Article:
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Open AccessArticle

The Hiatus in Global Warming and Interactions between the El Niño and the Pacific Decadal Oscillation: Comparing Observations and Modeling Results

by Knut L. Seip 1,* and Hui Wang 2
1
OsloMet, Oslo Metropolitan University, Pilestredet 35 N, 0130 Oslo, Norway
2
NOAA/NWS/NCEP/Climate Prediction Center, 5830 University Research Court, NCWCP, College Park, MD 20740, USA
*
Author to whom correspondence should be addressed.
Climate 2018, 6(3), 72; https://doi.org/10.3390/cli6030072
Received: 9 July 2018 / Revised: 24 August 2018 / Accepted: 28 August 2018 / Published: 4 September 2018
(This article belongs to the Special Issue Postmortem of the Global Warming Hiatus)
Ocean oscillations interact across large regions and these interactions may explain cycles in global temperature anomaly, including hiatus periods. Here, we examine ocean interaction measures and compare results from model simulations to observations for El Niño and the Pacific decadal oscillation (PDO). We use the global climate model of the Met Office Hadley Centre. A relatively novel method for identifying running leading-agging LL-relations show that the observed El Niño generally leads the observed PDO and this pattern is strengthened in the simulations. However, LL-pattern in both observations and models shows that there are three periods, around 1910–1920, around 1960 and around 2000 where El Niño lags PDO, or the leading signature is weak. These periods correspond to hiatus periods in global warming. The power spectral density analysis, (PSD), identifies various ocean cycle lengths in El Niño and PDO, but the LL-algorithm picks out common cycles of 7–8 and 24 years that shows leading-lagging relations between them. View Full-Text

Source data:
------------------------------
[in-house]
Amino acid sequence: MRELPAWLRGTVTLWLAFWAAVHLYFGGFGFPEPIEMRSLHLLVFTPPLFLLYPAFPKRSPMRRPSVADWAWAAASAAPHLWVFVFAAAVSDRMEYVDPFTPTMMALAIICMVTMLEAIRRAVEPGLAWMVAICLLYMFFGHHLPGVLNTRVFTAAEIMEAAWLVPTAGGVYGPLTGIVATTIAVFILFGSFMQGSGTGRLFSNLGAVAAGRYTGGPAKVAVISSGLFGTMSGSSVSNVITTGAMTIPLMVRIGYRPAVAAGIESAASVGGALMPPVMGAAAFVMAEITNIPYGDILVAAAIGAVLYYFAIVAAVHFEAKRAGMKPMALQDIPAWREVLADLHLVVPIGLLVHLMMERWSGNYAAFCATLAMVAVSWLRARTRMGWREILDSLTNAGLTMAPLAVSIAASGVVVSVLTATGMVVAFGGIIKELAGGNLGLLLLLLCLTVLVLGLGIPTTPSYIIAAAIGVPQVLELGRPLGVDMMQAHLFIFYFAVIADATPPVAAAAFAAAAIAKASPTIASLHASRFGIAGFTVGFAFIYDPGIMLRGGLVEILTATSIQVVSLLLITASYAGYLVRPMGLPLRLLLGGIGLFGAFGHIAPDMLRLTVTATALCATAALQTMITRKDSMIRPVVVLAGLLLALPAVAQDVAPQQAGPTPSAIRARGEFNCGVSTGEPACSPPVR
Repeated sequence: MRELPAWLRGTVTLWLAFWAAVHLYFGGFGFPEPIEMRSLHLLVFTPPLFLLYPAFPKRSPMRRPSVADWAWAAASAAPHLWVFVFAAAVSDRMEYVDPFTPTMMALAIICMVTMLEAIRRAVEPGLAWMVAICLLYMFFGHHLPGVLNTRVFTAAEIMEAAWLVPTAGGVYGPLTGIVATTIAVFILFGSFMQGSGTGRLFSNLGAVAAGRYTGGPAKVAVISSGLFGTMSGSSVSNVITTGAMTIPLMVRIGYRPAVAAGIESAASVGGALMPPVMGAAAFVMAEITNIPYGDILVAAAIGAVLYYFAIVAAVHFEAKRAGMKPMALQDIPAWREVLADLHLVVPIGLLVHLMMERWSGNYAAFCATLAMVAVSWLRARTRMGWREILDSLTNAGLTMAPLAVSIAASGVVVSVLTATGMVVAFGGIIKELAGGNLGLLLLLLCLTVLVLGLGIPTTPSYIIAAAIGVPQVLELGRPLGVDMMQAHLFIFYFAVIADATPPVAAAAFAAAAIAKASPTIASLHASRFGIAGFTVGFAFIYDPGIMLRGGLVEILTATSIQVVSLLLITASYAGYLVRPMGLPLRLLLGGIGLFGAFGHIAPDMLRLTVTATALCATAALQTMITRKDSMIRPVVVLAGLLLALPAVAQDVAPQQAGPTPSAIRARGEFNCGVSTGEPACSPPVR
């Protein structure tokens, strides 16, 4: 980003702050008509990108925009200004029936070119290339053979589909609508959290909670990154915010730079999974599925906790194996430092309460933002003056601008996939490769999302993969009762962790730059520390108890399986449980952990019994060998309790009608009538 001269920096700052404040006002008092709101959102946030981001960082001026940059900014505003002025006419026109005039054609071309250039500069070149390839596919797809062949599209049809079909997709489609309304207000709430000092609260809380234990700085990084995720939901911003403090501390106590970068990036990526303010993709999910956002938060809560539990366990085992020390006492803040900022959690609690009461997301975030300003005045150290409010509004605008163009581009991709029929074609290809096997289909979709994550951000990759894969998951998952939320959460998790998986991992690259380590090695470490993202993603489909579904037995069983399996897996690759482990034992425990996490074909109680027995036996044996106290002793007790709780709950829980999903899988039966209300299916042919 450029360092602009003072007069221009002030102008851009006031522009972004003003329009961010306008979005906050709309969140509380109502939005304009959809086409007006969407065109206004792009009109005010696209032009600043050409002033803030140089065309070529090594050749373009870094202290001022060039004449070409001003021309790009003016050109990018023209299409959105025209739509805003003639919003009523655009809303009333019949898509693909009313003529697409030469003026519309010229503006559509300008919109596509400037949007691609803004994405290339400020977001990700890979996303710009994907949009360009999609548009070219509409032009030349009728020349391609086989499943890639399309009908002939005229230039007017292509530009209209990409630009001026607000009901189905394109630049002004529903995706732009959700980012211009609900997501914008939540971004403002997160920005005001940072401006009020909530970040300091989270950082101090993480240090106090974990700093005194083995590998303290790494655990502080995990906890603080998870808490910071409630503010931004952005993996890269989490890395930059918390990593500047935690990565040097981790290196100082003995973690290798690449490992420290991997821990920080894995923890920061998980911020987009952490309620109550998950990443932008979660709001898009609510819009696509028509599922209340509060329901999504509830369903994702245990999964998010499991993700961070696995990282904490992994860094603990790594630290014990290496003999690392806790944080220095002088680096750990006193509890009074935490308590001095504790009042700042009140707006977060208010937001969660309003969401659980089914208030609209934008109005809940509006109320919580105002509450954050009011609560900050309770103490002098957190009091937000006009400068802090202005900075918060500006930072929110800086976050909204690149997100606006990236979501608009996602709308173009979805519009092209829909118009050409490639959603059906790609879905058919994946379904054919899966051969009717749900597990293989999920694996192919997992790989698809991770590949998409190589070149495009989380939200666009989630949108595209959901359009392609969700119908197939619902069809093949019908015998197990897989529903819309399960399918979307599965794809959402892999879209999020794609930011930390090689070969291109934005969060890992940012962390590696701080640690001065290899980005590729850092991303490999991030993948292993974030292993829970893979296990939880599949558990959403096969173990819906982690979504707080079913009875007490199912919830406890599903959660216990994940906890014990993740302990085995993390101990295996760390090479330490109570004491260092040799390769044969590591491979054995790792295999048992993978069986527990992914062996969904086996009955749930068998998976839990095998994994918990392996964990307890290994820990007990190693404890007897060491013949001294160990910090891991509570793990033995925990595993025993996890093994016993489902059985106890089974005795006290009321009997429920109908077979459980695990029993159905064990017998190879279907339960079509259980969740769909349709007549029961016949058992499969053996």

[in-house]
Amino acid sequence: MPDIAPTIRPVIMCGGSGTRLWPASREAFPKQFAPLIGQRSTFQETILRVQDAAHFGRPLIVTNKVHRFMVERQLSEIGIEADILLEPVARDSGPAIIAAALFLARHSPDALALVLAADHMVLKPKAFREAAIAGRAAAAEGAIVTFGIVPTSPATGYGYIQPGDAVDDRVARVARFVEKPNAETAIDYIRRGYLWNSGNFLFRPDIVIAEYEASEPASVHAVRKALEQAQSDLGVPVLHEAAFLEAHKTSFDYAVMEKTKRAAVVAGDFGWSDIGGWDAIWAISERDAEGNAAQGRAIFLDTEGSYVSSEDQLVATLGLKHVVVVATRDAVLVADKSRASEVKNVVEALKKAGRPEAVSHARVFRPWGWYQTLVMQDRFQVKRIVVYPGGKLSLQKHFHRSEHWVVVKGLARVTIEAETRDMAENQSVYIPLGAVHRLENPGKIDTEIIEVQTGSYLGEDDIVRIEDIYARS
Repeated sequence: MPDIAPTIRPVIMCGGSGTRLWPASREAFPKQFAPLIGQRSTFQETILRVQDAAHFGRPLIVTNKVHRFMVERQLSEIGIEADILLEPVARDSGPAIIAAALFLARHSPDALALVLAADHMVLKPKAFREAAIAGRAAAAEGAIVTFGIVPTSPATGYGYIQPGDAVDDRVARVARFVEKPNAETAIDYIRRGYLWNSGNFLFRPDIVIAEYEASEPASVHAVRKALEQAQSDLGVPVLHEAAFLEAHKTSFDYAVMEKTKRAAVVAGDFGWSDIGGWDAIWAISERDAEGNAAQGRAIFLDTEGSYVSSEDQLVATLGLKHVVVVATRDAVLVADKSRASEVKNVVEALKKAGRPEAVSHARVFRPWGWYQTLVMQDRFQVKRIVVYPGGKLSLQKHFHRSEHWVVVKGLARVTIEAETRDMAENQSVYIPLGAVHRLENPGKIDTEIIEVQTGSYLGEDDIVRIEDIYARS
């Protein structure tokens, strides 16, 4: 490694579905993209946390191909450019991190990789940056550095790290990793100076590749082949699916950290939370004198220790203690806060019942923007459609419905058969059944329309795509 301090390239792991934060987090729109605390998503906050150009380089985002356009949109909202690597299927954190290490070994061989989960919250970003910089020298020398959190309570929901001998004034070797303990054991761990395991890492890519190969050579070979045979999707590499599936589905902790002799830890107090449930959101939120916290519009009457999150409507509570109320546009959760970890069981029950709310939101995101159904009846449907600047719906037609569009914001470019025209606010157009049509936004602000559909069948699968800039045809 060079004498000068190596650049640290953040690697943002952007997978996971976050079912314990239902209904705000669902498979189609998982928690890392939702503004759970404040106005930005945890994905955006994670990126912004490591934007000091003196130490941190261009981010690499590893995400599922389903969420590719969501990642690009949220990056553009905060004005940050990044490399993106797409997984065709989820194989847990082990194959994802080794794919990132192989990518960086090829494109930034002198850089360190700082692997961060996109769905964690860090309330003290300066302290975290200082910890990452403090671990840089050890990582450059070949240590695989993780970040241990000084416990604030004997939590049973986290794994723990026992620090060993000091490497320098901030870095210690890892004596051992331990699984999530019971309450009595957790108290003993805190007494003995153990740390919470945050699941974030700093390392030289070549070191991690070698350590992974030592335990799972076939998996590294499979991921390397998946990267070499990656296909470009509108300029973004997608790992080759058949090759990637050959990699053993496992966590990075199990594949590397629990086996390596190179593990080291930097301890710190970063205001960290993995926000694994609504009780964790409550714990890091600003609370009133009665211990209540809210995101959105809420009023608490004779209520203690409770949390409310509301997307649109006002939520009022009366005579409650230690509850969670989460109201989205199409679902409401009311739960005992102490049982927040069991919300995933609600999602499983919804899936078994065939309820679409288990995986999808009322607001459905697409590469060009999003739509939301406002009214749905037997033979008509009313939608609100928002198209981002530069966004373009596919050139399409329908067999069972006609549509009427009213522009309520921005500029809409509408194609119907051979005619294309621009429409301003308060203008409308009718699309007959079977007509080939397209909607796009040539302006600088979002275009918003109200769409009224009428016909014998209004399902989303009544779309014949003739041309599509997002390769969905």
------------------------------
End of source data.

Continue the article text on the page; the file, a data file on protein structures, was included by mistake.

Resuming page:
Keywords: modeling; El Niño; Pacific decadal oscillation; variability; power spectral density; leading-lagging relations modeling; El Niño; Pacific decadal oscillation; variability; power spectral density; leading-lagging relations
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Seip, K.L.; Wang, H. The Hiatus in Global Warming and Interactions between the El Niño and the Pacific Decadal Oscillation: Comparing Observations and Modeling Results. Climate 2018, 6, 72.

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